MIAMI – What do you do when you are a conglomerate that offers consultancy services, manufactures cars, and produces specialty chemistry products? Why buy an airline, of course! Especially when it can be positioned as a homecoming.

The Tata Group, an Indian-based multinational conglomerate, has purchased the state-owned Air India (AI). The government in 2018 had put the airline’s ownership out for bids, and Tata, finally, presented an offer at US$2.4bn.

What is interesting about this deal is that Tata founded the airline in 1932 as a mail carrier and operated it until it was nationalized by the government in 1953 shortly after Indian independence from Great Britain.

A Financial Catastrophe

Financially, the airline has been a mess since 2007 when it merged with another state-owned airline, India Airlines (IC). According to the BBC, the government said it was propping up the airline’s finances to the tune of US$2.6m per DAY.

The airline has said that high aviation fuel prices, high airport usage charges, competition from low-cost carriers, weakening of the rupee, as well as a high-interest rates due to its poor financial performance combined to cause its financial woes.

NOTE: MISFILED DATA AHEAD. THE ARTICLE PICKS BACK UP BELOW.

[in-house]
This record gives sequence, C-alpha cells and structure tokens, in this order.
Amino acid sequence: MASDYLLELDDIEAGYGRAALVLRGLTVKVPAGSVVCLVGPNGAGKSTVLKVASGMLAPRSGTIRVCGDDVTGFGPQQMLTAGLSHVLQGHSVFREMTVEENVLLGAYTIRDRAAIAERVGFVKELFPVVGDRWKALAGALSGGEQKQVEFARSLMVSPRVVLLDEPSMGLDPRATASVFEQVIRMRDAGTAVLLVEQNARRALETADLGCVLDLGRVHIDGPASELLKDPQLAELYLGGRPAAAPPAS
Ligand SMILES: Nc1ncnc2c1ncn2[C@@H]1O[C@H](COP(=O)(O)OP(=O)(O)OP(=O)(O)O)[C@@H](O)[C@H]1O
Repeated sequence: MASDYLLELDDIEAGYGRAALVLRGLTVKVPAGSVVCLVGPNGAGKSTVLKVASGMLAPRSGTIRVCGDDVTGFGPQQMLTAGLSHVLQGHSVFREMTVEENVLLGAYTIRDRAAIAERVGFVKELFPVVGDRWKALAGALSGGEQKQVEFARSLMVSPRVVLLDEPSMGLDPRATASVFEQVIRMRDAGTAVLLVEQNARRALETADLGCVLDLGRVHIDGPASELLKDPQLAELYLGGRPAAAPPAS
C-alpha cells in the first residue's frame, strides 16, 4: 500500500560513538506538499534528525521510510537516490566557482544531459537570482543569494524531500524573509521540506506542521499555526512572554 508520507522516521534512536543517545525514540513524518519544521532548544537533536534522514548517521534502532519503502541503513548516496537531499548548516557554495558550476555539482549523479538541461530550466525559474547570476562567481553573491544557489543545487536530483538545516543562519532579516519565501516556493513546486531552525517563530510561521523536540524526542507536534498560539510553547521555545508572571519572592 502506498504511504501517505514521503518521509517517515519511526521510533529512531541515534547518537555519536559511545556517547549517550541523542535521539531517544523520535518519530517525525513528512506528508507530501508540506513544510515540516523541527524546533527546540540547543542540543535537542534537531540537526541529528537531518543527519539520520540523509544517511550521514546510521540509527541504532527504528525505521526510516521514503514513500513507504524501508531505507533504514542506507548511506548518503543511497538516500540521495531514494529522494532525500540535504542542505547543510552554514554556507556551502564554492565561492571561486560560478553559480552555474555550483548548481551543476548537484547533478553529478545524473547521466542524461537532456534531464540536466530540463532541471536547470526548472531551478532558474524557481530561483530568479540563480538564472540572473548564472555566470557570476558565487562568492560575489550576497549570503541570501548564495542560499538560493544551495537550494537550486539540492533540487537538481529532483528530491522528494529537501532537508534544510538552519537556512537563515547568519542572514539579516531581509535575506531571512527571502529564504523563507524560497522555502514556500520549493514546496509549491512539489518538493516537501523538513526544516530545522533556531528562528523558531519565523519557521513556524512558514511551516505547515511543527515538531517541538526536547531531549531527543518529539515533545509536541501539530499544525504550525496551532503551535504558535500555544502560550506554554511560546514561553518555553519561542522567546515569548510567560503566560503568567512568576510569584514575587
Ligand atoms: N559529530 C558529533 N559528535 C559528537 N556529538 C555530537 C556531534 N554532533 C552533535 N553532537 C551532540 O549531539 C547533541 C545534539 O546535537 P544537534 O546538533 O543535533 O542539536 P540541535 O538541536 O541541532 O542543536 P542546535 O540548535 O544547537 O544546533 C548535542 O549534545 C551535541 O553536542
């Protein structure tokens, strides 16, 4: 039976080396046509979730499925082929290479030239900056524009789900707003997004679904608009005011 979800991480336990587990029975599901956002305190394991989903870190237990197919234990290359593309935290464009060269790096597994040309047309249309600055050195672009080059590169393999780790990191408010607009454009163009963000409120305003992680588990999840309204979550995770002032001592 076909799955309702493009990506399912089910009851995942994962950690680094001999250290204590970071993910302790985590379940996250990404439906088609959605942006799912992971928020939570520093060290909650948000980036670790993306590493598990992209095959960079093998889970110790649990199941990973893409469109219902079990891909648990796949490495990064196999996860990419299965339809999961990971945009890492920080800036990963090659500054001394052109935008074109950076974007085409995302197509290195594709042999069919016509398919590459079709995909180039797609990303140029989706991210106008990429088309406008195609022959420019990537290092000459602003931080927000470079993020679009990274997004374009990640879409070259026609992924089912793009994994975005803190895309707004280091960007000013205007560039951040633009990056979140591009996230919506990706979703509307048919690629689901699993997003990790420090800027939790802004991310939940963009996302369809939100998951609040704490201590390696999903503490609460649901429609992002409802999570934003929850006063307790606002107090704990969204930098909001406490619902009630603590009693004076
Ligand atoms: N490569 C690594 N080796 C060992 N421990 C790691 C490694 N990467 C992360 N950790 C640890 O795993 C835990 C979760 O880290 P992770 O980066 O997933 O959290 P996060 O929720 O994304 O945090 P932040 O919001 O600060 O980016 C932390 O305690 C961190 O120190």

But Jitender Bhargava, a former executive director of the airline said that Air India “suffered for its inconsistent service standards, low aircraft utilization, dismal on-time performance, antiquated productivity norms, lack of revenue generation skills and unsatisfactory public perception.”

Air India, Boeing 747-8 VT-ESN. Photo: Lorenzo Giacobbo/Airways

A Tough Sell

Per Reuters, the government had been trying to sell the airline for years. In March 2018, India decided to sell a 76% controlling stake in the airline along with US$5.1bn in debt. Unsurprisingly, no bids were received.

In December 2019, the government revised the deal to offer 100% ownership along with flexible debt financing. News sources say the airline has a debt of around US$9.5bn.

By December 2020, the government had received two bids: one from Tata and the other from a group of its employees and a US-based investment firm, Interrups. That second offer apparently fell through.

Ajay Singh, who runs the private budget airline SpiceJet, also bid for the airline in September.

But finally, today was the day. The government announced that it would sell to Tata, although neither party has said how much debt Tata would take on.

Air India Boeing 777-300ER. Photo: Max Langley/Airways

So Why Buy It?

The BBC tells why the airline would be attractive to a buyer, despite its debt. The airline has around 130 aircraft, “4,400 domestic and 1,800 international landing and parking slots at domestic airports, as well as 900 slots at airports overseas.” AI also owns real estate and fixed assets which the air ministry has valued at around US$6bn.

An enviable portfolio, indeed.

Wikipedia shows a current fleet of 22 Airbus 319-200s, 36 A320s, 20 A321-200s, 4 B747-400s, 3 B777-200LRs, 15 B777-300 ERs and 27 B787-9 Dreamliners. The airline is part of the Star Alliance.

Featured image: Air India 777-200LR. Photo: Luca Flores/Airways